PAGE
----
She is 80 and she lives in the little American town of Dyersville, Iowa, population 8,000. According to the Des Moines Register, Mary Wolhford is a retired nurse and a great-grandmother.

She wanted a living will and she doesn't like lawyers. Too bad because she certainly could of used some legal advice on this one.

She is quoted as saying: "Sometimes the nuttiest ideas are the most advanced." That may be so for the guy (or woman) who had the epiphany for the wheel but this may be more of the nuttiest idea being the most ... nuttiest!

In February of 2006, she walked into Gary's Professional Tattooing Studio in Galena, Illinois and asked Gary Lietz to tattoo the words: DO NOT RESUSCITATE right on her abdomen.

Wohlford tattooLawyer's red flag #1: she lives in Iowa but has the "document" executed in Illinois.

Mrs Wohlford told the press that she was inspired after watching the Terri Schiavo controversy play out on television in 2005. Schiavo was the Florida woman who collapsed into a coma in 1990 and never came out of it. The family fought over artificial life support and finally, Schiavo was allowed to die in April 2005 after a judge ordered the feeding tube removed.

Lawyer's red flag #2: the "document" is not dated.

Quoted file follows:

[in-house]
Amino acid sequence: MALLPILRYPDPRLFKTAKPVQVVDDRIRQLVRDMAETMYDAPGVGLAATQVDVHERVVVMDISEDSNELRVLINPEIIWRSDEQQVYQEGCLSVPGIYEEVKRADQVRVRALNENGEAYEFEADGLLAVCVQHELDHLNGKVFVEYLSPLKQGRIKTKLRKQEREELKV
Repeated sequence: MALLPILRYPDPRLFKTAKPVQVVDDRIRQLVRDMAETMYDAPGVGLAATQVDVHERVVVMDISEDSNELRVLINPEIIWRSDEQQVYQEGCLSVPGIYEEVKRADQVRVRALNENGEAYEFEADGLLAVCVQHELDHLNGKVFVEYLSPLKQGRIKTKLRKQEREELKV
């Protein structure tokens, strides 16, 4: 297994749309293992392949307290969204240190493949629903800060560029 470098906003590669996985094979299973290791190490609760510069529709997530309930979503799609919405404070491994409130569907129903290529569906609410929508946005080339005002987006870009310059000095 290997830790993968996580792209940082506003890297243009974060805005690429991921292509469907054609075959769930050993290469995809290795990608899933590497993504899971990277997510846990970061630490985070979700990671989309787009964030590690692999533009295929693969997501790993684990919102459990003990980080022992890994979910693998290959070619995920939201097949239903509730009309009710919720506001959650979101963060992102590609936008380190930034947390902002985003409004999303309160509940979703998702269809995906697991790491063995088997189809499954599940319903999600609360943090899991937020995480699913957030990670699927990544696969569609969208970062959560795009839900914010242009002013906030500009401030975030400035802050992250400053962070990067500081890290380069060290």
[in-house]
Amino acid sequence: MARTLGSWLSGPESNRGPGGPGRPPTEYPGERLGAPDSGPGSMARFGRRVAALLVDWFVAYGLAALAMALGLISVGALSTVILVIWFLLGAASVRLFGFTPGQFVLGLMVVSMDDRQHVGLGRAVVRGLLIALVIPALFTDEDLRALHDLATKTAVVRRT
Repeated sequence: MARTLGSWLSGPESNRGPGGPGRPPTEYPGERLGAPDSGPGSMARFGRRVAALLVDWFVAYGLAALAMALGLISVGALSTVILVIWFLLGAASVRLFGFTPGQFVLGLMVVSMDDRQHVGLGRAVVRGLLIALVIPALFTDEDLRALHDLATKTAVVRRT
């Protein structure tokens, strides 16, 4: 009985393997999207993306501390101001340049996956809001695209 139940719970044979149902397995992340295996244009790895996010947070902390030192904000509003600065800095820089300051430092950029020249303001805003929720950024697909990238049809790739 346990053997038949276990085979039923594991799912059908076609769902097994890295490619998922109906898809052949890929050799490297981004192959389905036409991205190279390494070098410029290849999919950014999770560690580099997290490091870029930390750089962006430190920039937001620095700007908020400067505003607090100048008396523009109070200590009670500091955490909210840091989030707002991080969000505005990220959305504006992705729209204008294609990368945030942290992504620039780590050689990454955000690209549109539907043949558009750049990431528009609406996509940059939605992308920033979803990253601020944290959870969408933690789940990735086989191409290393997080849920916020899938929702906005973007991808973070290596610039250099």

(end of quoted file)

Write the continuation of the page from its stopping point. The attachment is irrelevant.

In both Illinois and Iowa, a living will must be signed in the presence of two witnesses or, in Iowa, a notary public.

Lawyer's red flag #3: the "document" is not signed nor is it in her hand-writing.

How do you change it; revoke it? What if the second word is blacked-out with permanent marker? What if she has a "codicil" stamped on her bum?

But Mary Wolfhord - her daughter is the assistant dean of the medical school at Des Moines University - is not just nutty. She has a hard-copy, duly signed, all-legal living will stuck to her refrigerator, which is a good idea since her tattoo, as a living will, is about as valid as a bumper sticker.DNR tattoo

She's not the first living will tattoo either. Doctor Ken Iverson reported in the March 1992 issue of the Western Journal of Medicine:

"On his 65th birthday, a physician with more than 40 years of clinical experience in emergency medicine and general (trauma) surgery who was board certified in both, had a tattoo symbolizing Do not defibrillate or cardiovert (DND) placed on his left chest (see image above). This tattoo, copied from a picture prepared by a medical illustrator, was positioned lateral to his left areola. The tattooed symbol was used because it is an international form of communication not requiring words. As such, his desires would remain comprehensive if he were to die during his frequent foreign travels....

"In general, because of its ambiguity and the potential for compromising the integrity of both the emergency medical system and the physicians involved, neither a tattoo nor similar nonstandard directives should be followed."

REFERENCES:

  • duhame.org, Famous Wills
  • Fuson, Ken, 80-year-old's tattoo spells out last wishes, The Des Moines Register, May 17, 2006 [retrieved from Internet on June 23, 2011]
  • Iverson, K., "The 'No Code' Tattoo - An Ethical Dilemma", 156(3) Western Journal of Medicine 309 (March, 1992)